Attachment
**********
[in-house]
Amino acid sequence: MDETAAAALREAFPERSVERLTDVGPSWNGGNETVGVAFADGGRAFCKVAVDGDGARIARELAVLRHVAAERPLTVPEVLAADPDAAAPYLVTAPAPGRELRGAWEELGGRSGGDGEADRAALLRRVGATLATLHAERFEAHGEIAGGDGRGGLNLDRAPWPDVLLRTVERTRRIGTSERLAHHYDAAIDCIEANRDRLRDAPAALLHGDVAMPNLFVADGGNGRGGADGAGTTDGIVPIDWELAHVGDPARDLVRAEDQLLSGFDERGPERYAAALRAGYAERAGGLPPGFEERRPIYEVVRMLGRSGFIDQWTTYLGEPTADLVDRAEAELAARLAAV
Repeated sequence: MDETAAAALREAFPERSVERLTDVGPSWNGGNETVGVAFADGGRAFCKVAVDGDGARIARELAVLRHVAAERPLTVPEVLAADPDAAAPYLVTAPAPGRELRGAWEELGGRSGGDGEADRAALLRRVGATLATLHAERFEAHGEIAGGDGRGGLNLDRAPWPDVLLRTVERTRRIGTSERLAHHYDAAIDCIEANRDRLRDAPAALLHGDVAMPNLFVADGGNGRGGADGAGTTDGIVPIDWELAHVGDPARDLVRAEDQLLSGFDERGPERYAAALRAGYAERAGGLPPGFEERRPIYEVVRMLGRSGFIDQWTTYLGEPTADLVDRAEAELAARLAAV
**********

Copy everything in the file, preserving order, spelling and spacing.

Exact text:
[in-house]
Amino acid sequence: MDETAAAALREAFPERSVERLTDVGPSWNGGNETVGVAFADGGRAFCKVAVDGDGARIARELAVLRHVAAERPLTVPEVLAADPDAAAPYLVTAPAPGRELRGAWEELGGRSGGDGEADRAALLRRVGATLATLHAERFEAHGEIAGGDGRGGLNLDRAPWPDVLLRTVERTRRIGTSERLAHHYDAAIDCIEANRDRLRDAPAALLHGDVAMPNLFVADGGNGRGGADGAGTTDGIVPIDWELAHVGDPARDLVRAEDQLLSGFDERGPERYAAALRAGYAERAGGLPPGFEERRPIYEVVRMLGRSGFIDQWTTYLGEPTADLVDRAEAELAARLAAV
Repeated sequence: MDETAAAALREAFPERSVERLTDVGPSWNGGNETVGVAFADGGRAFCKVAVDGDGARIARELAVLRHVAAERPLTVPEVLAADPDAAAPYLVTAPAPGRELRGAWEELGGRSGGDGEADRAALLRRVGATLATLHAERFEAHGEIAGGDGRGGLNLDRAPWPDVLLRTVERTRRIGTSERLAHHYDAAIDCIEANRDRLRDAPAALLHGDVAMPNLFVADGGNGRGGADGAGTTDGIVPIDWELAHVGDPARDLVRAEDQLLSGFDERGPERYAAALRAGYAERAGGLPPGFEERRPIYEVVRMLGRSGFIDQWTTYLGEPTADLVDRAEAELAARLAAV